The Santa Maria sopra Minerva is the only authentic Gothic church in the Eternal City. Behind the rather plain facade lies a wealth of monuments and tombs, the result of the church’s position as the bastion of the Dominican order in Rome.
The church was built in the thirteenth century on top of the ruins of a Roman temple built by Pompey and dedicated to the goddess Minerva. Hence the church’s name ‘sopra Minerva’, meaning ‘above Minerva’. It replaced an older church from the eight century.
The church has been renovated and modified many times throughout its history. The Renaissance-style facade dates from 1453 and the chapels were added in the sixteenth and seventeenth centuries. The interior was heavily restored in the nineteenth century in a neo-Gothic style.
The design of the church is attributed to Fra Sisto Fiorentino and Fra Ristoro da Campi. These two Dominican friars also designed the Santa Maria Novella church in Florence, which has similar architectural characteristics. The Dominicans were a powerful order which, together with the Jesuits, spearheaded the Counter-reformation. The order was also involved in the notorious Inquisition, which gave them the nickname Domini Canes (Dogs of the Lord). In 1633 they summoned Galileo Galilei to the monastery that adjoined the church of Santa Maria sopra Minerva and forced him to revoke his theorem that the earth revolves around the sun. It took the Catholic church 359 years to admit they were wrong.
The church has a cross-shaped floor plan with three naves and a transept. The interior is surprisingly colorful, a result of the nineteenth-century restoration, when marble ornaments were added and the walls and cross vaultings were overpainted.
There are many interesting sights inside the church, including many notable tombs. Catherine of Siena, patron saint of Italy, is buried right below the main altar. At least her body is; her head is in the Basilica of San Domenico in Siena. Catherine was a Dominican nun who, in 1377, convinced the exiled popes in Avignon to return to Rome.
Near the choir is the gravestone of Fra Angelico, a famous Tuscan painter and Dominican friar. He is best known for his work in Florence where many of his masterpieces can be admired in the San Marco Monastery, but he spent his last years in the monastery of Santa Maria sopra Minerva, where he died in 1455.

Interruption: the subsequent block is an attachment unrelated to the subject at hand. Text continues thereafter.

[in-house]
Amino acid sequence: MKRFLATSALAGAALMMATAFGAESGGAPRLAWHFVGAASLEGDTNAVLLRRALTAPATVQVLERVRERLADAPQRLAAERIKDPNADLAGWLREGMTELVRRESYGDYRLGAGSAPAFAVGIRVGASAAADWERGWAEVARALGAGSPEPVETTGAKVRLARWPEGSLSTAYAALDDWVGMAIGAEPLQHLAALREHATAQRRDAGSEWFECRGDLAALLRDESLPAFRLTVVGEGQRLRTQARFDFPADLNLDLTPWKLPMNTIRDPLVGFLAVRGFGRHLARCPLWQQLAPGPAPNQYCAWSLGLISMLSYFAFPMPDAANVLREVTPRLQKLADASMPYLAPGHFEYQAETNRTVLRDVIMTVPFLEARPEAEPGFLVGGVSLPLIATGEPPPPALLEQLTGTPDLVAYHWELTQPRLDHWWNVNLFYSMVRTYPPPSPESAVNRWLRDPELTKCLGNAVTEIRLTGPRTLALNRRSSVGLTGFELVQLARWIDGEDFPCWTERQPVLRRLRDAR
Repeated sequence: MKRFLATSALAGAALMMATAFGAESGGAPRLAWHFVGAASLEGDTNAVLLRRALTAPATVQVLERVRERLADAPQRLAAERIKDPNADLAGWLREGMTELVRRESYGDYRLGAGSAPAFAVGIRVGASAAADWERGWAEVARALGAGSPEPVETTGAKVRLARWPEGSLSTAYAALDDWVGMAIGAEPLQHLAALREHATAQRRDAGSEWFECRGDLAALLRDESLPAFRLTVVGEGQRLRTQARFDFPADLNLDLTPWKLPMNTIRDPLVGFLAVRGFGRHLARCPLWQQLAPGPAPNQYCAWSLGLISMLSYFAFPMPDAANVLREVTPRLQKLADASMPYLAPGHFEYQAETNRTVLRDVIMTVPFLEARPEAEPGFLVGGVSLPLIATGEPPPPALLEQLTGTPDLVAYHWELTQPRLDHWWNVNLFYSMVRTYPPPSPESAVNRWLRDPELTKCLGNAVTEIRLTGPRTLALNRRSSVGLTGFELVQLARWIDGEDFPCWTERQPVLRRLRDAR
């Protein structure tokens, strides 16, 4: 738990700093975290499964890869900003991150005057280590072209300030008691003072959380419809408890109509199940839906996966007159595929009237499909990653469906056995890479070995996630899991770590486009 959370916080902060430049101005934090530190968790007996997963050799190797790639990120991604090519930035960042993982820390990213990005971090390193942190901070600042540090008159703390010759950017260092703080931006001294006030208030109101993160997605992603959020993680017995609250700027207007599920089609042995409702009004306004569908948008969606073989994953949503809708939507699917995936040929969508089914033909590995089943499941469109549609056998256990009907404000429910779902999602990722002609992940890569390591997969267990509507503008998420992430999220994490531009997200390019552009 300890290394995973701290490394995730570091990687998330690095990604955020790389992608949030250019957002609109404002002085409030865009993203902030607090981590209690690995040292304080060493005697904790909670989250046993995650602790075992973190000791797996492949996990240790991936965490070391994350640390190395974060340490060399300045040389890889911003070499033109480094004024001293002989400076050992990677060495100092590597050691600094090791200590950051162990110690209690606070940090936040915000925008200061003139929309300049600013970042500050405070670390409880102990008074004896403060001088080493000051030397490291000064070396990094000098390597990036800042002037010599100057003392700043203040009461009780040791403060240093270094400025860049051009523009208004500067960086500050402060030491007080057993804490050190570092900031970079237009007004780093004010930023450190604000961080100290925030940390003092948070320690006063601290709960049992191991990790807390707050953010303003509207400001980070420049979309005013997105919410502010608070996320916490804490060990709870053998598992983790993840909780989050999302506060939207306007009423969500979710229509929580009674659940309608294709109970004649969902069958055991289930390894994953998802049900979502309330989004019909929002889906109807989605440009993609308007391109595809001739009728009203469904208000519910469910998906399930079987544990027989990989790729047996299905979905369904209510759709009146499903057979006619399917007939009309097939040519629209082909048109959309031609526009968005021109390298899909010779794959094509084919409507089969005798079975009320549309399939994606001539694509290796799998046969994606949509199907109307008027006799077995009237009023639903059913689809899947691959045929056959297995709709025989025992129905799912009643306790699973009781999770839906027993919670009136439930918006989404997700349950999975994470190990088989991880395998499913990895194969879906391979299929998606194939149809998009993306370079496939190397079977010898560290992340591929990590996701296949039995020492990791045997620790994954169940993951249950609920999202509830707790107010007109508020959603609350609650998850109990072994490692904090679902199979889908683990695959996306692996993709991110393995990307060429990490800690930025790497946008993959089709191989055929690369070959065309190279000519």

There are also four popes buried here. Behind the altar are the tombs of the Medici-popes Leo X and his cousin Clement VII. The uncrowned pope Urban VII is also buried here. He died thirteen days after his election as pope, before his official coronation. The tomb of the zealous Pope Paul IV is also in the Santa Maria sopra Minerva. The pope’s role as the driving force behind the Inquisition in Rome made him so unpopular that after his death in 1559 the Romans decapitated his statue on the Campidoglio Square. He was first buried in the St. Peter’s Basilica but his remains were later transferred to the Carafa Chapel, the most famous chapel in the church.
The chapel was built for cardinal Oliviero Carafa. It is best known for the frescoes created by Filippino Lippi between 1488 and 1492. The central fresco shows the cardinal kneeling while being commended to the Virgin Mary by Thomas of Aquino, an influential Dominican friar. The fresco to the right, opposite the tomb of Pope Paul IV, depicts the “Triumph of Thomas of Aquino over the Heretics”. In the background you can see the statue of Marcus Aurelius on the Capitoline Hill. The little boys on the architrave supposedly represent two future Medici popes, Leo X and Clement VII.
Another highlight in the church is the Cristo della Minerva, also known as Christ the Redeemer. The great Michelangelo started with the sculpture in 1519 and it was completed in 1521 by his apprentice Raffaelo da Montelupo. The statue was completely nude and shows Christ as if he were a classical hero. The bronze loincloth was added later so that the statue wouldn’t shock the prude and pious.